The niching of the software segment of the industry appears to be another ascendant theme. For the software players, the days of being all things to all people may be coming to an end with the rise of corporate buyers. Buyers want to talk to people who understand their environment, their pain points and their objectives, and who can demonstrate having dealt with all three in the past. I don’t think hyper-specialization is necessarily the key to success, but a clear focus of effort that is in concert with a development roadmap certainly is. Those who want to dazzle with smoke and mirrors will quickly find themselves masters of nothing. The increasingly sophisticated buyers will easily see through the hokum of empty press releases and constant Twitter babble and demand to be told where the beef is.

Our industry is not unique in terms of having a mix of nice, honest people and some real slime that belongs under a rock. As the years have passed by, my ability to find and embrace the former while sniffing out and avoiding the latter is improving, but it takes constant effort. The sniping, poaching and blatant misrepresentation of reality does no one any good, yet it persists. As an example, one item that generated substantial buzz at the show was BroadSign’s filing for Chapter 11 on the Sunday prior to the show. It was interesting to hear about how some people were anxious to pile on to BroadSign without understanding the actual action or situation. I am told reliably that executive level emails went out from certain competitor(s) misrepresenting the situation and all but burying BroadSign. That is pretty low, and a clear indication of character from where I sit. Our company competes vigorously with BroadSign, but I have respect for them and think that Brian Dusho has done a remarkable job given the cards he was dealt upon assuming his current role. The truth is that there are a number of companies in far more dire situations than BroadSign, despite the filing. This may be heresy to some, but I hope that the planned sale and recap works out for them. Competition makes everyone better. I’d rather save the venom for people who cross the line than kick good folks when they are down.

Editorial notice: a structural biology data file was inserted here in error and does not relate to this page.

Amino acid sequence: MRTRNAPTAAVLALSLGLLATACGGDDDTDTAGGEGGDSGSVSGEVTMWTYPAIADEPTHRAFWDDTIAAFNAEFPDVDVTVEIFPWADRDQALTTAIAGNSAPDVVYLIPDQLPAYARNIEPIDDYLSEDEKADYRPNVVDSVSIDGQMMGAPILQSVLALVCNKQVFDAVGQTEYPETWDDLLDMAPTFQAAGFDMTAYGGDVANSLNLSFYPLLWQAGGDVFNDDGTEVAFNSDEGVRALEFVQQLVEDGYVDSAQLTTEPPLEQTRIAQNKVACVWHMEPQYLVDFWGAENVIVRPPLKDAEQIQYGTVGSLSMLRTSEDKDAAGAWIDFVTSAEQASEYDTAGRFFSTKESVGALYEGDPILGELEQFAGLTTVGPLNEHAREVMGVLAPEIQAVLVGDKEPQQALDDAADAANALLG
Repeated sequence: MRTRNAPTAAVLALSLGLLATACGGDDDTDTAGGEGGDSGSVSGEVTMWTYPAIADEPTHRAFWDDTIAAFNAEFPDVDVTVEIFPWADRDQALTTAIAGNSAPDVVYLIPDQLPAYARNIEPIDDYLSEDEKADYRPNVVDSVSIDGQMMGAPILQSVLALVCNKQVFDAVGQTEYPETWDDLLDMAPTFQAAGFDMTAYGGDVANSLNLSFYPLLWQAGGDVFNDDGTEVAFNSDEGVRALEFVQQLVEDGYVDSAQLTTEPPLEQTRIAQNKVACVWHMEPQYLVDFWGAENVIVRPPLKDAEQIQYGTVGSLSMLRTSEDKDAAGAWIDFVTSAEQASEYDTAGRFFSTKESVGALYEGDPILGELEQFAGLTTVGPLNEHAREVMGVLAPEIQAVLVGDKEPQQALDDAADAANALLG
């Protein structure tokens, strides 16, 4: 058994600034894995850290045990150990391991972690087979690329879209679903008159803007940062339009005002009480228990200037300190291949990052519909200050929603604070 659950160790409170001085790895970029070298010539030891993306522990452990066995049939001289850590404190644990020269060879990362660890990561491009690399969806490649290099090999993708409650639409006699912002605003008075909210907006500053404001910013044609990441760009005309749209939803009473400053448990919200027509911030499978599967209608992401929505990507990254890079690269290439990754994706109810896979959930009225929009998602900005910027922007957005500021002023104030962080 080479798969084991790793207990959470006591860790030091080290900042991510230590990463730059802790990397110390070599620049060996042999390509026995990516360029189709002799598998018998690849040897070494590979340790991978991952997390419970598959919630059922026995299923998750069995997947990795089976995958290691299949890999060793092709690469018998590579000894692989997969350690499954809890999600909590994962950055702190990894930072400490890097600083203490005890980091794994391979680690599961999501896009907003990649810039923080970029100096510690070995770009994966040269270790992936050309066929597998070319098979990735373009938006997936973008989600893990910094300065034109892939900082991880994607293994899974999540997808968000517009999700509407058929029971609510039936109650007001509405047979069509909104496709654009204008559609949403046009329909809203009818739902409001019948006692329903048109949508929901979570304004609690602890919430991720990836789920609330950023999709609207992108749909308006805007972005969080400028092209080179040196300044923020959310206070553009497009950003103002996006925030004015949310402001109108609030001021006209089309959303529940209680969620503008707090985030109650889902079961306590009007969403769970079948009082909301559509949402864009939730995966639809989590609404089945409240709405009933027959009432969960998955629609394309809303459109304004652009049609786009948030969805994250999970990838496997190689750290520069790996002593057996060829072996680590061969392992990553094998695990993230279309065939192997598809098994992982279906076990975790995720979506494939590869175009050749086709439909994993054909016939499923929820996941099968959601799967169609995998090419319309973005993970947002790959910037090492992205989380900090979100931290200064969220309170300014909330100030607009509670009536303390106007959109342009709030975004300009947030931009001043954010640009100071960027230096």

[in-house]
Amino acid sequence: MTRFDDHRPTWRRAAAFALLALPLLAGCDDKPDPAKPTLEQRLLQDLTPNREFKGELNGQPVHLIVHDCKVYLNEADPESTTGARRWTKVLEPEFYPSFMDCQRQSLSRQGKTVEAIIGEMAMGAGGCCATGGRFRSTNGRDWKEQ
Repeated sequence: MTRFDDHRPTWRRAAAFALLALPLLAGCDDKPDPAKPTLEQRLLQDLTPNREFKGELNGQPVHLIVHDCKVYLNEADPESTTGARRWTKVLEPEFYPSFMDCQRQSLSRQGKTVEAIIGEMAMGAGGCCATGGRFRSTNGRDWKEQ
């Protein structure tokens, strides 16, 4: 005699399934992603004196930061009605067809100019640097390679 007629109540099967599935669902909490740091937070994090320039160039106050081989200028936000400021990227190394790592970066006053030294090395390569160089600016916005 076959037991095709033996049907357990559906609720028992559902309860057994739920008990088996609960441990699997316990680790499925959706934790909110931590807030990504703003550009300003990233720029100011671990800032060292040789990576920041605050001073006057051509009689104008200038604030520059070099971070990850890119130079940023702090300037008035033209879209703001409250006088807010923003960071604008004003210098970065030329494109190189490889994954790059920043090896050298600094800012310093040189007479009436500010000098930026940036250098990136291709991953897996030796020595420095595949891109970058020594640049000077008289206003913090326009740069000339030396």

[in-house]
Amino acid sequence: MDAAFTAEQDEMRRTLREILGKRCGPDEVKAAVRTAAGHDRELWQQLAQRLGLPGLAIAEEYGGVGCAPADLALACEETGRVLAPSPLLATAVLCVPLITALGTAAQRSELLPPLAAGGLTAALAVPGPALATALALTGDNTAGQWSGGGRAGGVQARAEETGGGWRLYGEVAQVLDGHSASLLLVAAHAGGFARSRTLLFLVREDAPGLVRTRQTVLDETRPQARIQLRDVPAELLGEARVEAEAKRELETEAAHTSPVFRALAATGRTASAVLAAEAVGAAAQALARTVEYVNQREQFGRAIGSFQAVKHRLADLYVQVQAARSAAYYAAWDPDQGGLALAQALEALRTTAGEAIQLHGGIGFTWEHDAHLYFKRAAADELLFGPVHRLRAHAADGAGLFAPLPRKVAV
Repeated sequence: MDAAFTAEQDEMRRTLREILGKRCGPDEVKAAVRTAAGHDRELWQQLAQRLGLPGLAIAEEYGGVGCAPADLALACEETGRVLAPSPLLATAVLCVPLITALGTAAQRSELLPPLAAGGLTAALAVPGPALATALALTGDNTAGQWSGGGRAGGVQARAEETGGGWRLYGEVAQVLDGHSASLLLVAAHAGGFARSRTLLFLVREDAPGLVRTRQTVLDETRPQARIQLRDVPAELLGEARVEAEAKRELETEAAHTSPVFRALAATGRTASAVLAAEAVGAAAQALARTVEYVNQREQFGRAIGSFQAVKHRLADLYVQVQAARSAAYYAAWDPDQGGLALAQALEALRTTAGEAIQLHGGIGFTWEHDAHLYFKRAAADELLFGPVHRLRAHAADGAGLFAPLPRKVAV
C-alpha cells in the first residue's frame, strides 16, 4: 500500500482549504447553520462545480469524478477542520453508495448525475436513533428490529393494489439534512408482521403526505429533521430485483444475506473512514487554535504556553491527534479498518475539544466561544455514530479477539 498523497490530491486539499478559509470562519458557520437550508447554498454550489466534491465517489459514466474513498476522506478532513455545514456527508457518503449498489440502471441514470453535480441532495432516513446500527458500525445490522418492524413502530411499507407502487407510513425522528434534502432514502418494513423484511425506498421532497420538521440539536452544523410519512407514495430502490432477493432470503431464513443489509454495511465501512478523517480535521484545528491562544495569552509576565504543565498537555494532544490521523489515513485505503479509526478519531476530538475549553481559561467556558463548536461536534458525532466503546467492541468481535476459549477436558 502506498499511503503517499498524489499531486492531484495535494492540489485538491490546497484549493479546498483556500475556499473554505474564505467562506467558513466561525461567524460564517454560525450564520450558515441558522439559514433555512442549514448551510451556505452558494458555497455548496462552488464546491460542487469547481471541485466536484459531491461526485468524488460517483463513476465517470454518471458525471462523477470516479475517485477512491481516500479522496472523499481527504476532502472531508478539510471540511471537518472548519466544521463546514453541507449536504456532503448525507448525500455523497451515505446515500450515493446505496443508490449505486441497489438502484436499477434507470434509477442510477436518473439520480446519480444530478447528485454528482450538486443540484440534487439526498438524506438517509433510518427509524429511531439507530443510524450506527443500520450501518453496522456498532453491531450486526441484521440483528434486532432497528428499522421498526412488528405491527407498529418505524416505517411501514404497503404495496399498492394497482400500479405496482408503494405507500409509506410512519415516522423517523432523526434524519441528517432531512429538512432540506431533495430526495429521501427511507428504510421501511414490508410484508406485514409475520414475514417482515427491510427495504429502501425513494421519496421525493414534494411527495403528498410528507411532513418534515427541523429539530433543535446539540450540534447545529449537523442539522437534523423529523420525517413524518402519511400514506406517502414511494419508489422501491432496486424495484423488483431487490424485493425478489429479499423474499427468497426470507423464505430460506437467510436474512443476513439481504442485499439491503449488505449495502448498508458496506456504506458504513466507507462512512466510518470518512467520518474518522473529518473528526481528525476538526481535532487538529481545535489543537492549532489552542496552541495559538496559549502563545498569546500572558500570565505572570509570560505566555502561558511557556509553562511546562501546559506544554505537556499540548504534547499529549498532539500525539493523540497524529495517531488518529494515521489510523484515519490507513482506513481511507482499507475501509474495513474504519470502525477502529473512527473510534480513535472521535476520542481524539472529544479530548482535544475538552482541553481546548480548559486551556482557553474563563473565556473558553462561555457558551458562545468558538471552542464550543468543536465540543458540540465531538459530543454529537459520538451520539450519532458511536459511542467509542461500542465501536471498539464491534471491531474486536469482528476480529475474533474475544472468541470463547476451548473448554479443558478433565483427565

The Federation. I am happy to report that the Digital Signage Federation, which was born at DSE 2010, is doing very well indeed. Past Chairman Bob Stowe handed the reins and a strong organization to Alan Brawn this year, and Bob received well-deserved recognition for his efforts at the awards dinner Wednesday night. Alan will tirelessly push things to the next level in the coming year. I am particularly proud of how much work has been done in education, outreach, certification and now globalization of the effort. And the work will continue, as DSF strives to provide independent leadership for the industry. If you haven’t joined yet, please do. Your input and energy is welcomed as the industry evolves.

 

There are 2 comments .

Billy Budwitz

The Glass: My 2 cents for what it is worth, RS232 is sooo last century. Why not push every commercial screen manufacturer to adopt tcp/ip (not an add in module please) for screen management? Sure, there would be some retrofitting required for existing infrastructure but in the end it would simplify the interfaces. Shoot, coffee makers are tcp/ip enabled these days!

Great blog article and industry observations as usual.

Reply »
    Ken Goldberg —

    BillY;

    I’d be happy to skip the standardization of RS232 protocols to get to standardization of screen control and communications by any other means, but I am trying to be realistic here. Any type of standard is long overdue here, and it continually amazes me (and many others) that manufacturers can’t even have a consistent comm protocol across the product line! More engineering hours and dollars have been unnecessarily wasted by this issue than you can imagine. But instead, they seem to want to solve problems they don’t really understand. Go figure.

    Thanks for the comment.

    Ken

    Reply »